“You proponents of this tremendous waste of taxpayer money are just sucking off the public tax dollar tit.”

    Who in the city isn’t? Do you not drive on the roads? Do you not use the water, sewer, and electric utilities? Are you not protected by the fire and police department? Will the ambulance not come when you dial 911?

    Your argument makes no sense…”It’s won’t save enough time to be worthy of building…yet all of this new development will go up along Geary.”

    If new development were to go up on Geary and housing demand soared, it’ll be because getting to/from downtown became more efficient…thus justifying building the project.

    If the project were built and didn’t save commuters a significant amount of time, there won’t be any additional demand to build new development along Geary.

  • Mark

    I drive on public roads. I pay taxes every time I fill up at the pump. And when I register my car. Weird Question that you proposed. I do use the water, sewer, and electric utilities in San Francisco. And I pay a monthly bill to reimburse the companies that supply said items. Another brilliant question by you. The fire and police are paid by my taxes that I pay. Why would you ask those questions?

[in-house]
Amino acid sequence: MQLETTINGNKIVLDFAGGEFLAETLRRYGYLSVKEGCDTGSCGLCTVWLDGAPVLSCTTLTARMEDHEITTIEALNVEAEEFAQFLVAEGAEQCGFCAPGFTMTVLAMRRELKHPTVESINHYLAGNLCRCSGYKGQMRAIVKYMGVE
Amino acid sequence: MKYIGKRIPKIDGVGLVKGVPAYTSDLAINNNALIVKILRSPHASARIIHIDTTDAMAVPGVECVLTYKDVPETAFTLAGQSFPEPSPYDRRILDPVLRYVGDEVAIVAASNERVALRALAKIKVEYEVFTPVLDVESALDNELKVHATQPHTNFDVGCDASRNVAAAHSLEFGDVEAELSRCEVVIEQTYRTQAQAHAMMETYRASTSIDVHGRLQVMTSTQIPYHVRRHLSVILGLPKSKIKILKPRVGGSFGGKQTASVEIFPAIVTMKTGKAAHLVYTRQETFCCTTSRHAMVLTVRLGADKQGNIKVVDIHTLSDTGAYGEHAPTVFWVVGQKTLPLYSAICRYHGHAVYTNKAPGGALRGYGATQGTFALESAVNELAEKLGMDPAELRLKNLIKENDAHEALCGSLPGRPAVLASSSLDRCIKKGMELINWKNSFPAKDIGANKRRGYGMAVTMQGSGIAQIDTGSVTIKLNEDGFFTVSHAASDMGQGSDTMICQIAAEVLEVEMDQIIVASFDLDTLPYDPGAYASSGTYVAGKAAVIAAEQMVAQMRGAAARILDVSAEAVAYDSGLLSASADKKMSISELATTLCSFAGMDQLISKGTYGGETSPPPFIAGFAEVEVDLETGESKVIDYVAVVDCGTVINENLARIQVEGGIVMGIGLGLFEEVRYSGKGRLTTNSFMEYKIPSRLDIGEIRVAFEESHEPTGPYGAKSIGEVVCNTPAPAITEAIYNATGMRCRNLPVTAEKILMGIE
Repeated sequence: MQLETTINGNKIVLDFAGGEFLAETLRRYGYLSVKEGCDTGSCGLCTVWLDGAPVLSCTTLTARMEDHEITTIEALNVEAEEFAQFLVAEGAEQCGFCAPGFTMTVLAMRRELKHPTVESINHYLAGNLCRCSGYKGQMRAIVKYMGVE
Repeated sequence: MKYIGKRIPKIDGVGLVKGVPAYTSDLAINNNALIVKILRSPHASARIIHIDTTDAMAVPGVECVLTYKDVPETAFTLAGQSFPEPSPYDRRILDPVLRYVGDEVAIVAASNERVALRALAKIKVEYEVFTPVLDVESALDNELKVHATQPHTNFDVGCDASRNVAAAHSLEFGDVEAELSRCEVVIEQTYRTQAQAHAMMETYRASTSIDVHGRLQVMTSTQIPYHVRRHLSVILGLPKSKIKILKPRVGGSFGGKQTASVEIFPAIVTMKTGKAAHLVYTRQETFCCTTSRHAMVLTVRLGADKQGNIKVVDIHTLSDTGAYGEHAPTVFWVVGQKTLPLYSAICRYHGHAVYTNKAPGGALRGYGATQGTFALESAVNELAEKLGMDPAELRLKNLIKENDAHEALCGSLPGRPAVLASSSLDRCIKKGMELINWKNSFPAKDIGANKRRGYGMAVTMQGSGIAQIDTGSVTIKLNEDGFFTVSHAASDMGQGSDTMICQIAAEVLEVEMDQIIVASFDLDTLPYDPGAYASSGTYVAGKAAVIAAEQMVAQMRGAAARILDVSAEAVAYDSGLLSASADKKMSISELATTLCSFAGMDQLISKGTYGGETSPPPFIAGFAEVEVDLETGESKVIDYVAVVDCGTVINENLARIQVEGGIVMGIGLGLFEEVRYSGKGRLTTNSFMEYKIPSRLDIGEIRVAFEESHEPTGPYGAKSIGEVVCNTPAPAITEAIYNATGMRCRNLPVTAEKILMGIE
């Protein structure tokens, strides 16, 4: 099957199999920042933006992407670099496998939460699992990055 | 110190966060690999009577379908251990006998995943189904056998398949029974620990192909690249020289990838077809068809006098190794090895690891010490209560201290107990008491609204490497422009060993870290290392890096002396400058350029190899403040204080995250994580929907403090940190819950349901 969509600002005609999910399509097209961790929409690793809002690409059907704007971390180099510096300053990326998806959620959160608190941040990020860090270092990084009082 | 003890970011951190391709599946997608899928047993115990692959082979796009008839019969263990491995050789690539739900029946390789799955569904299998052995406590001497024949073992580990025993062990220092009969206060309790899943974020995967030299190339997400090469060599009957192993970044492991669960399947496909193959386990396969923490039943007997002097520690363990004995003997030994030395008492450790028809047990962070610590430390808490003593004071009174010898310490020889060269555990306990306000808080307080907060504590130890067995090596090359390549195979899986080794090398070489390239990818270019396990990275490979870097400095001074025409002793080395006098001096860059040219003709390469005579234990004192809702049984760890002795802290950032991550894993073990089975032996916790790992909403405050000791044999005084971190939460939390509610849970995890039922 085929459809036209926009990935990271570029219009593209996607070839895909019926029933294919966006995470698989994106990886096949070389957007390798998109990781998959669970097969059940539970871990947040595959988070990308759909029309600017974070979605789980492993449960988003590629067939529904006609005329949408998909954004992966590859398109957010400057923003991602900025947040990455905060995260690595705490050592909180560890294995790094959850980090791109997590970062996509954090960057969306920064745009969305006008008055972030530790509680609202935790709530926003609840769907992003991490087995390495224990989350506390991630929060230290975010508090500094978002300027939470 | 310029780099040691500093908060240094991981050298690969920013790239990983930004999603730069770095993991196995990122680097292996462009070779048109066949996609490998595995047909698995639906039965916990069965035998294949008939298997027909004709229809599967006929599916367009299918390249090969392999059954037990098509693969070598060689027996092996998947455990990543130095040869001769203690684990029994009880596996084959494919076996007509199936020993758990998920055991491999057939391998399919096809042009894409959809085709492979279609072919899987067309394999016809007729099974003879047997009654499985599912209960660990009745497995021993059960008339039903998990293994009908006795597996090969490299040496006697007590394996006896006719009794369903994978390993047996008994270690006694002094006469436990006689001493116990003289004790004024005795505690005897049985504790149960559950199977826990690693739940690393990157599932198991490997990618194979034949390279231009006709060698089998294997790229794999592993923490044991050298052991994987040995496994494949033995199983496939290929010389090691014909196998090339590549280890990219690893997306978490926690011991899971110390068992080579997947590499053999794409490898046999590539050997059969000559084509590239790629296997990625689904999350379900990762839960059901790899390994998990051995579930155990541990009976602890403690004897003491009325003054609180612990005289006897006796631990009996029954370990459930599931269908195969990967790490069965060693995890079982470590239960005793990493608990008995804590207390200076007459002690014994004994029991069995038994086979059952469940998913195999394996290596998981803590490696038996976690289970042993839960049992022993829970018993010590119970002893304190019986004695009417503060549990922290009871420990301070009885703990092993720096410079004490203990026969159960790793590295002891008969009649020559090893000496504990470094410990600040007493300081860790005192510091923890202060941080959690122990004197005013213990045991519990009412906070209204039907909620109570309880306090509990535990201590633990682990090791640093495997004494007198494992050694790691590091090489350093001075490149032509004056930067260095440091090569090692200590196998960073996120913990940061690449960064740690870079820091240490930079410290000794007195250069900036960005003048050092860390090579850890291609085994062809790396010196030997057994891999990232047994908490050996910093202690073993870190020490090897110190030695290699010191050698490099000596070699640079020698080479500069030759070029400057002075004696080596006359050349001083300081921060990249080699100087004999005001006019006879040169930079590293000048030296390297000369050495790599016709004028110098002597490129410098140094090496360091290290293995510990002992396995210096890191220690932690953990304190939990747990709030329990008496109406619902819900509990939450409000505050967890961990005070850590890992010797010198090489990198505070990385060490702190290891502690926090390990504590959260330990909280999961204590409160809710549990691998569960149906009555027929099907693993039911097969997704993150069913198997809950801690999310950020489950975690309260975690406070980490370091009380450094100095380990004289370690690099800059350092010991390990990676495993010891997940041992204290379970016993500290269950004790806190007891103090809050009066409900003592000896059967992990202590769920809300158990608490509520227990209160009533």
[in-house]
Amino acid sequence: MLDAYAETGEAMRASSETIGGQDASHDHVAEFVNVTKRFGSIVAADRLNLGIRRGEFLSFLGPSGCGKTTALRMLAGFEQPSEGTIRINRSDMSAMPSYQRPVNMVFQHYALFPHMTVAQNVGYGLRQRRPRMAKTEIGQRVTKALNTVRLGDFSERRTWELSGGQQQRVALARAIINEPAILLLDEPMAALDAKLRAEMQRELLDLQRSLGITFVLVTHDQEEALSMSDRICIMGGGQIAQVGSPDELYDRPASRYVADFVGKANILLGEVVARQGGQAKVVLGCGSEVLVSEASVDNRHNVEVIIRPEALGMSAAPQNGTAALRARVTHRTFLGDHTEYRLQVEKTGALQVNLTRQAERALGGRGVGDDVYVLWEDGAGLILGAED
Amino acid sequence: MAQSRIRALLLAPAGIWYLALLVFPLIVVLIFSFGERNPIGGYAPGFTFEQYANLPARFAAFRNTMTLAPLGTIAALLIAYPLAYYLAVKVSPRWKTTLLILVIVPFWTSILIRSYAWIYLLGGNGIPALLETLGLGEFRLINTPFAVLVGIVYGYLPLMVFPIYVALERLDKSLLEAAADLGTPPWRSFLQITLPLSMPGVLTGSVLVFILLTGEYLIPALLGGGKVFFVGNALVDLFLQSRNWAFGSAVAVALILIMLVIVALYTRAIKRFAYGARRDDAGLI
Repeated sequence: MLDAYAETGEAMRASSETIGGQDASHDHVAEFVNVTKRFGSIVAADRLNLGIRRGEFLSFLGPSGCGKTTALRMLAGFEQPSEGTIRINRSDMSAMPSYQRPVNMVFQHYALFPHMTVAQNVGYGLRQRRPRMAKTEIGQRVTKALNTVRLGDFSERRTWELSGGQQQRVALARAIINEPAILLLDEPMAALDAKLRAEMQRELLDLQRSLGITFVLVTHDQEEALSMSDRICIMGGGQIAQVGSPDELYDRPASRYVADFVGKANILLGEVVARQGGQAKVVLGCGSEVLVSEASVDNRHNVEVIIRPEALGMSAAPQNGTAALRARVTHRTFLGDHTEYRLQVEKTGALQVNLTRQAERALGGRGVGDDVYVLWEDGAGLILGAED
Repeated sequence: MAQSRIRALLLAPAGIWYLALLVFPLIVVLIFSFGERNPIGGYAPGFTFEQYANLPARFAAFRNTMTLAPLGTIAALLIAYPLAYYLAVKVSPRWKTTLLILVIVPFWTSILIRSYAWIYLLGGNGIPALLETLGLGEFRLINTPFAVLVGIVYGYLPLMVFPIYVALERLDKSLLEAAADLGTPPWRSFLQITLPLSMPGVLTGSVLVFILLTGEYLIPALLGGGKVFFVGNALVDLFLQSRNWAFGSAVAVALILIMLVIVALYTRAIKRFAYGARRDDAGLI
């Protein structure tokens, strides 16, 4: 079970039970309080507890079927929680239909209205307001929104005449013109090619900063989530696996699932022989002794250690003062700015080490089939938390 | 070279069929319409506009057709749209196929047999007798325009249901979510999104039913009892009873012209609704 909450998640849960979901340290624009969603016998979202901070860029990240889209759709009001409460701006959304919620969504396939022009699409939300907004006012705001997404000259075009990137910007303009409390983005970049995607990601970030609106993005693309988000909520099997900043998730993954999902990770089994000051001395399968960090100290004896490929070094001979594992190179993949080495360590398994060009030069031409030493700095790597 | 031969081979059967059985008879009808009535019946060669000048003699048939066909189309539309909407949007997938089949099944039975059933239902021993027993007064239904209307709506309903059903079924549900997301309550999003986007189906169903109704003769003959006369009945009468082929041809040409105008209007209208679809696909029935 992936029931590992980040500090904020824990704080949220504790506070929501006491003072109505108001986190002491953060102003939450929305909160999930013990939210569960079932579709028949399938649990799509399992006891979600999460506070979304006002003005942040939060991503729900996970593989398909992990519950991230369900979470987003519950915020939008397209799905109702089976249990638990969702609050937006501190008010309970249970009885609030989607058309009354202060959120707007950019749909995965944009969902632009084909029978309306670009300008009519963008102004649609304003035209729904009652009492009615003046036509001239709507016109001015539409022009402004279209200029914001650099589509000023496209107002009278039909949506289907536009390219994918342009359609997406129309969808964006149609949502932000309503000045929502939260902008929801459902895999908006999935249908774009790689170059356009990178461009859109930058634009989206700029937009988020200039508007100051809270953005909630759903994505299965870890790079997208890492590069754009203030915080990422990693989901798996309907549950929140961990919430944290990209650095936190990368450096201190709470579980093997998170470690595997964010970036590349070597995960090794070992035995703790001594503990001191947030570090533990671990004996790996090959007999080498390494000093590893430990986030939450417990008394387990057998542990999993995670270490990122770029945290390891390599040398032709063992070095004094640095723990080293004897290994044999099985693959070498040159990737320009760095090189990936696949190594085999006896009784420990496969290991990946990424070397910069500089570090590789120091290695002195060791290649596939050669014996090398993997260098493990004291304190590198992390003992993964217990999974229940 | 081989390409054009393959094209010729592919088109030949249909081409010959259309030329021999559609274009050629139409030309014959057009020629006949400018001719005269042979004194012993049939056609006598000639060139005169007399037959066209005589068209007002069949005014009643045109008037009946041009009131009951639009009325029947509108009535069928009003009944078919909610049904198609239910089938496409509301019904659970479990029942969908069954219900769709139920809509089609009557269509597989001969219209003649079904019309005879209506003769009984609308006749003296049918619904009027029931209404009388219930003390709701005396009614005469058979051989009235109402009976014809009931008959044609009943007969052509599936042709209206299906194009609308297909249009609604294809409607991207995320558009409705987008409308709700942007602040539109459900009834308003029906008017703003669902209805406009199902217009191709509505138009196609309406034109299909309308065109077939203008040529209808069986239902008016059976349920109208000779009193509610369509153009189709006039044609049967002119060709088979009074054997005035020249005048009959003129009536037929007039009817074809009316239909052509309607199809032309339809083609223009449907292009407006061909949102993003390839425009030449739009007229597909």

It won’t save time unless you consider “…up to 10 minutes each way (in 2030, for the peak commute times only)” to be a time savings. Part of the Geary BRT project is to upgrade utilities. Do you know what Redevelopment Agencies used to do? They used to come in and force out people who rented and owned real estate, and then redeveloped it with newer RE projects that would help the City get higher tax dollars. Gov. Brown eliminated all such agencies in 2010. The courts also reduced the ability of said Agencies to use Eminent Domain to separate owners and renters from their properties prior to the elimination by Brown. BRT is the new Redevelopment Agency. The infrastructure upgrades, paid for by you and me, will benefit the developers. But first, the blocks of Geary will be shut down for months as this infrastructure is upgraded. How long will some of those businesses last? Not long. The upgrades for the infrastructure running down Geary Blvd will be a free ride for developers. Demand for housing on Geary Blvd exists if right now. You don’t need “…up to ten minutes each way” savings on the bus out 14 years from now – which means they don’t have a rat’s ass idea of what it will really be in 14 years – the demand for housing is here NOW. Or haven’t you noticed? The Big Developers are just waiting for these businesses to die, see the landlords squirm, and purchase property so they can redevelop it. If the Sensible build was selected, then the infrastructure upgrades do not happen. The businesses remain…the market takes MUCH longer to redevelop Geary Blvd. Geary would be redeveloped in time, but much slower.